film

Autopsy on a Dream by Tom Oliver Payne

It might be wondered looking at it… whether people’s monuments accurately reflect their natures; whether this sheery mess, this hollow gesture, this smiling shrug of the ideals we trade, is a mirror of its makers. Likely because of its brilliant outside is likely now to bring them universal calumny. And it might be wondered too whether such things never come to pass. Because they require the cooperation of fallible men and the leadership of inspired men who can only finally repel because of their obsession. But, it stands a frosty, glad symbol of whatever you like. Destroyed by cussedness. Betrayed by cowardice. Brought to this quietus by the politics that giveth and the politics that taketh away. Hallelujah, we guess. Hosanna, to whatever’s possible, in the best of all possible climates. She’ll do mate. Or will she?

In 1968 an Aussie in London called John Weiley decided to make a film on the construction of the Sydney Opera House. He pitched his idea to young film maker, David Attenborough, who thought it was an amazing idea. Despite Australian ABC’s opposition, they managed to interview some of most of the key designers and politicians at a point when the entire project was in shambles. The film was super critical of the NSW government and was supportive of Utzon - the architect who had just lost his job on the building. After 2 years of scripting, interviewing, filming and editing, Weiley finished his project and took a trip to Greece. Upon his return to London, he learned that it had been destroyed. There was no trace of the reel and no one would tell him where it went. To this day he doesn’t know what happened, but suspects foul play.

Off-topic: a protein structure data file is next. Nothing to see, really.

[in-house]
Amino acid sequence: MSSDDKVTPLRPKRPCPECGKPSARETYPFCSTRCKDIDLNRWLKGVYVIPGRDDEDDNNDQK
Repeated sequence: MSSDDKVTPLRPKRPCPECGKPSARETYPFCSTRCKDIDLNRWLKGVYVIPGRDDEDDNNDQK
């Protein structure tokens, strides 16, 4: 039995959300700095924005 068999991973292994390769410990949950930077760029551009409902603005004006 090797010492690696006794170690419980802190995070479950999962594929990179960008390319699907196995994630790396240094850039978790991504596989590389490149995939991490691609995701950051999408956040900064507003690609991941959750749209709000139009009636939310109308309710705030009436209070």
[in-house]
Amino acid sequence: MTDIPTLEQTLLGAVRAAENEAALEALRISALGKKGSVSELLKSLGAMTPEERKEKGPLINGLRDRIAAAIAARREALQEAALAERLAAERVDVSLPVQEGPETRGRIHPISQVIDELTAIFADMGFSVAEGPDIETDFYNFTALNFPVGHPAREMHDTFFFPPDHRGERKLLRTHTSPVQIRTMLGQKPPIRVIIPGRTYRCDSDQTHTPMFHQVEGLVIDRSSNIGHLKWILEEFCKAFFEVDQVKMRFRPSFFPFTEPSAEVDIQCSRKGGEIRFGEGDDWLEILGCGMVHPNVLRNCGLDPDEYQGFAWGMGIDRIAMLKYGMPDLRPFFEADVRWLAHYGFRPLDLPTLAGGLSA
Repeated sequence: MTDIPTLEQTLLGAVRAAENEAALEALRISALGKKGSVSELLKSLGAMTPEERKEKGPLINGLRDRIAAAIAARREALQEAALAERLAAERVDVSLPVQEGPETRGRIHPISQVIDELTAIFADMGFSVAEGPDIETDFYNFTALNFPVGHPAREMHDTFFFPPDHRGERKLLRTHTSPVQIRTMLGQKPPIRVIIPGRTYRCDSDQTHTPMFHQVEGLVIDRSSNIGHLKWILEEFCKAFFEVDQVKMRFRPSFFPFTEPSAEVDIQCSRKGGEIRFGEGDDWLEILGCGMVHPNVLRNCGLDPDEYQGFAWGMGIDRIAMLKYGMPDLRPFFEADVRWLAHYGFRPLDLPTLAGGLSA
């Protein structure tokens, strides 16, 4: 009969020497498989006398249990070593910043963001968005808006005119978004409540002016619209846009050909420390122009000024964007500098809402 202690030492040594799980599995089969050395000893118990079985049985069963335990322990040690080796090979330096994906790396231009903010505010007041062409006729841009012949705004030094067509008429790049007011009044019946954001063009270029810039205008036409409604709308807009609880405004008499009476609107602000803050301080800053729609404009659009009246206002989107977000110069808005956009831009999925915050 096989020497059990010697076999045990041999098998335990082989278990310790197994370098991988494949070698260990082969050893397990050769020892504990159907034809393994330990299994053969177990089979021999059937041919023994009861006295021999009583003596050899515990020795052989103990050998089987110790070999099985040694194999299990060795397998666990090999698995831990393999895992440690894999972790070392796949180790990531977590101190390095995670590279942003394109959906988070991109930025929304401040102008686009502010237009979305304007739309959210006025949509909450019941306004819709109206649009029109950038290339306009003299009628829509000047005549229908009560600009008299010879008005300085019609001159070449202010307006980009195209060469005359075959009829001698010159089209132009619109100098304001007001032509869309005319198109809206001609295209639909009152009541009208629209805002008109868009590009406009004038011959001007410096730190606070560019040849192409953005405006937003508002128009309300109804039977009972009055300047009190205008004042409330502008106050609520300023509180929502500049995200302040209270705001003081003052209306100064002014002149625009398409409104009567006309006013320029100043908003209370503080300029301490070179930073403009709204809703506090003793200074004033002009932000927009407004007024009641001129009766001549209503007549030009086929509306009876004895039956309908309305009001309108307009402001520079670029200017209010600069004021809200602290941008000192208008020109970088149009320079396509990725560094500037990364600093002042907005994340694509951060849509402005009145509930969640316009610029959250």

… Almost 45 years later in 2012 an email showed up in Weileys inbox asking if he was the man who made the Opera House film. Collecting archived footage in London, someone had stumbled across a reject reel. It was pieced together and broadcast in 2013.

Here it is in all its glory. One of the best docs I’ve ever seen.

Skateboarding Vs Architecture by Tom Oliver Payne

Skating is growing like crazy. Although skateparks are awesome, and will continue to hold their place in the city, they aren't necessarily the future. The future is integrating skating into our urban public domain. This can be done through changes in urban design and architecture, and by helping to alter the perceptions that law makers, city managers, and residents have of skaters in the city.

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